Hacker News new | comments | show | ask | jobs | submit login
The Nile Programming Language (github.com)
80 points by ingve on Nov 10, 2015 | hide | past | web | favorite | 25 comments



I've seen it from Alan Kay's talk 'Is it really "Complex"? Or did we just make it "Complicated"?' [0]

Though GH repo is not updated for more than 3 years and maybe it's just my inexperience or I am spoiled, but from lack of proper documentation I have no idea how to setup and use this language? On what platforms does it work?

Also looking in the examples, it looks somewhat APL'ish due to use of special characters. How do I type them (and do it quick) on regular laptop?

[0] https://www.youtube.com/watch?v=ubaX1Smg6pY


Alan Kay talks about Gezira, a library built with Nile (and the motivation for making Nile, althoug Nile is much more general purpose). There's a JS version of Nile/Gezira which was used for Brett Victor's demonstrations, which can be found here [1]

The main Nile compiler here is written in Maru, a programming language of Ian Piumata's which is another awesome project on it's own. It's essentially a Lisp where you can define how the evaluator behaves for a given type.[2] The version of Maru used is included in the Nile repo though. It can be built with GCC or MinGW. The compiler translates Nile to either Maru or C code.

There's a squeak version which can be found at [3]

And also a Haskell vector library which exposes a similar interface to Cairo, but is modeled as Gezira under the hood (used for purely functional image generation). Although this implementation is function based and doesn't really provide a proper streaming abstraction as provided by Nile. [4]

[1]: https://github.com/damelang/gezira/tree/master/js

[2]: http://piumarta.com/software/maru/

[3]: http://tinlizzie.org/updates/exploratory/packages/

[4]: https://hackage.haskell.org/package/Rasterific


Thanks for the link. I had problems understanding what Nile was all about from reading the slides, which provide very little in terms of context and explanations.

Watching that talk and hearing that Nile is a declarative streaming language from the research group where Bret Victor works, I now understand what are the practical applications of such language.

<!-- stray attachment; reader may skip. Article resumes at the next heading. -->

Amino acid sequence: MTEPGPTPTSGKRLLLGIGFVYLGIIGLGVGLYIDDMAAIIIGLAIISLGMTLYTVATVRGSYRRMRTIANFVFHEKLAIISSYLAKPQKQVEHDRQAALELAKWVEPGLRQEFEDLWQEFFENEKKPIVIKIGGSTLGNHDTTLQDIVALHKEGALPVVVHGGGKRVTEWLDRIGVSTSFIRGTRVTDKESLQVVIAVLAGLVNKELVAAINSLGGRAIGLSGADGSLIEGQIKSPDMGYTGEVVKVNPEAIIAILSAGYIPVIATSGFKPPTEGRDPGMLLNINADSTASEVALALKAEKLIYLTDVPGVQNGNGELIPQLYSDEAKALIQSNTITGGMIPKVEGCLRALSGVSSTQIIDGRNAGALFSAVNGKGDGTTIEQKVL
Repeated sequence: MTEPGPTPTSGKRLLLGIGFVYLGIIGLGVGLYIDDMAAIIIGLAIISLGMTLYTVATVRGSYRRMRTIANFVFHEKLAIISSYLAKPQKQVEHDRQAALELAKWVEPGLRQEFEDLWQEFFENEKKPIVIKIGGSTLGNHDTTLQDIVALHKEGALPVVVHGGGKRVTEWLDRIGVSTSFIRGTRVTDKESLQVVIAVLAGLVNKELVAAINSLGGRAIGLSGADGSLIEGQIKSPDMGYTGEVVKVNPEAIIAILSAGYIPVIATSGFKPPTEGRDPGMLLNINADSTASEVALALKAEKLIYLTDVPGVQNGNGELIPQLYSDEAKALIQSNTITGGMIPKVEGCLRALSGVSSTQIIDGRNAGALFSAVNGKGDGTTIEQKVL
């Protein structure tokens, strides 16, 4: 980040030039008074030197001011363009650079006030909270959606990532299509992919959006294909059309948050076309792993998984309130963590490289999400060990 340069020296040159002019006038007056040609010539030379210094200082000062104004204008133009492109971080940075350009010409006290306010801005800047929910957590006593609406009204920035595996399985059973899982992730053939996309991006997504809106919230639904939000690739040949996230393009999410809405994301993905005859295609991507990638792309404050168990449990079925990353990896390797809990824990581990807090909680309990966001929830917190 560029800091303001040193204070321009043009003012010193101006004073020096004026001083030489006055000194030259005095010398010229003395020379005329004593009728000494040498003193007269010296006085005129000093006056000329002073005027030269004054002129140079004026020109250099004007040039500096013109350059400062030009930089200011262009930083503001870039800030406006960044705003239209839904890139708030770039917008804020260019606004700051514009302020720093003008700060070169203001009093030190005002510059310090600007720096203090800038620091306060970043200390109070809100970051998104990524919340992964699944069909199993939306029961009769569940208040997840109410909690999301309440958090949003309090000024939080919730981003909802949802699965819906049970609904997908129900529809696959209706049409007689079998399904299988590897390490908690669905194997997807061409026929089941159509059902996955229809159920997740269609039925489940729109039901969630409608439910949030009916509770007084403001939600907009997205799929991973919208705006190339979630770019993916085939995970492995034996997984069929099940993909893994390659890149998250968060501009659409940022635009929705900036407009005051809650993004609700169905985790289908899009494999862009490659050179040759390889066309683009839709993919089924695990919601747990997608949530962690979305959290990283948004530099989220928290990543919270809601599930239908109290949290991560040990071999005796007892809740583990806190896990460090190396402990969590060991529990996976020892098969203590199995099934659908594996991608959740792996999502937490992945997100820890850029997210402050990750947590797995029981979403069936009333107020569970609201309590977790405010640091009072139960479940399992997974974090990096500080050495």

Here's a more interesting demo of Gezira: http://tinlizzie.org/~bert/Gezira.ogv


> Though GH repo is not updated for more than 3 years and maybe it's just my inexperience or I am spoiled, but from lack of proper documentation I have no idea how to setup and use this language? On what platforms does it work?

Looks very interesting, it's a bit sad to see things like:

https://github.com/damelang/nile/issues/4

Mostly hanging from this summer. I would love it if more of these code dumps from research projects at least included a section on how to get the examples running (and something on requirements, such as which OS it has been tested on, even if that turns out to be "Only tested on DOS 2.1").


I'm wondering why this was implemented as a language, rather than as a library in, say, Python or Haskell.

Is "streaming" something that is overlooked in conventional programming languages?


I think the philosophy behind it is that they (View Point Research Institute) want(ed?) to be able to create lots of domain specific programming languages easily. So being able to implement those little languages from scratch and not as part of an existing language was part of the research effort, not just the language itself.

They have created tools like OMeta2 for this purpose, because they think that this way every problem is expressed in the natural language of the problem domain. A huge compiler like GHC with its >= 100.000 lines of code runs also against the goal of creating a system that needs orders of magnitude less code (I think their initial budget was ~10000 lines of code).


The Viewpoints Research Institute is going to be the Xerox PARC of our generation.

They're developing this really cool computing model which is user-friendly and extendable, and it just makes sense for removing unnecessary details in programming, allowing you to center on one aspect of the program at a time - reducing complexity in a way that classic text-based languages + IDEs are not able.